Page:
The seven lakes that provide the city with water are not at full capacity (14.47 lakh million litres) until October 1, so the Brihanmumbai Municipal Corporation may think about adopting a water cut once more.
The residents of Mumbai could face many challenges in the days to come. In fact, the Mumbai Municipal Corporation may think about using less water once more. This is due to the fact that by October 1st, it is anticipated that the seven lakes that supply water to the city will have less water than they can hold. The combined water storage capacity of Mumbai’s seven lakes is 14.47 million litres. The lakes providing water to Mumbai city must have 14.47 lakh million litres of water in order to serve the city’s needs through the upcoming monsoon season.
P. Malvade, a municipal hydraulic engineer, was quoted in the media as saying, “We will review the water stock on October 1. We will consider cutting water if, by then, the lakes’ water levels are below the permitted level. Although there wasn’t much rain in August, according to him, the water supply rose by 90%. Malvade stated that “we anticipate an improvement in the water stock in the lakes in September, but if this does not occur, a decision will be made to reduce water usage”.
The lakes supplying Mumbai city’s water must contain 14.47 lakh million litres of water for the purpose of meeting the city’s requirements until the upcoming monsoon season.
On October 1, we examine the water stocks. According to a report, civic hydraulic engineer P. Malwade said, “If by then the water in the lakes has not filled up to the required capacity, we may have to contemplate a water cut. In spite of the fact that August’s rainfall has not been particularly light, according to him, water reserves have expanded by up to 90%.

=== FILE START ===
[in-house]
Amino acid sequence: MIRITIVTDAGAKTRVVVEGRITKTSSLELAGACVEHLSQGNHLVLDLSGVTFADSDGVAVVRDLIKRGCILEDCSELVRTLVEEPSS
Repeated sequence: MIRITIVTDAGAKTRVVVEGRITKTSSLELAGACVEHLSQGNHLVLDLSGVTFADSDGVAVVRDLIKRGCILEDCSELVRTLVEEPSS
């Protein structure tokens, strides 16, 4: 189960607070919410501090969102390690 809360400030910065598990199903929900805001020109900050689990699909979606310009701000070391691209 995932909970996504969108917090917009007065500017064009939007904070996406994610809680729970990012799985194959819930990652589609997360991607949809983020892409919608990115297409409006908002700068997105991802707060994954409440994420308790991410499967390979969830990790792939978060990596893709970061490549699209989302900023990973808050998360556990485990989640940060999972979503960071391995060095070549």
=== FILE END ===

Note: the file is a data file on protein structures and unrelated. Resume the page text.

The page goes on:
“We are hoping that the water stocks in the lakes will improve in September, but if they don’t, then accordingly, a call on water cutting will be taken,” said Malwade.
“On September 2, the lakes’ total water stock was 13.12 lakh million litres, or 91% of their necessary capacity. Due to this year’s delayed monsoon and low water reserves in the seven lakes, the BMC had previously enforced a 10% water cut on July 1”, he added.
In the districts around the dams that provide water to Mumbai, there had been barely any rainfall even after the start of the monsoon this year.
The term “El Nino,” as it is generally known, describes an unusual warming of surface waters in the Pacific Ocean’s equatorial region. It has a reputation for reducing monsoon rains. La Nina, the opposite phase that occurs when sea surface temperatures in the same area fall abnormally, is believed to promote rainfall over India.
Even though Mumbai experienced significant rain in the second half of July, the water levels in the seven lakes were still lower than they had been the year before. Mumbai receives drinking water from Modak Sagar, Tulsi, Tansa, Vihar, Bhatsa, Upper, and Middle Vaitarna reservoirs. Only two to three of the seven lakes had filled up to their maximum potential.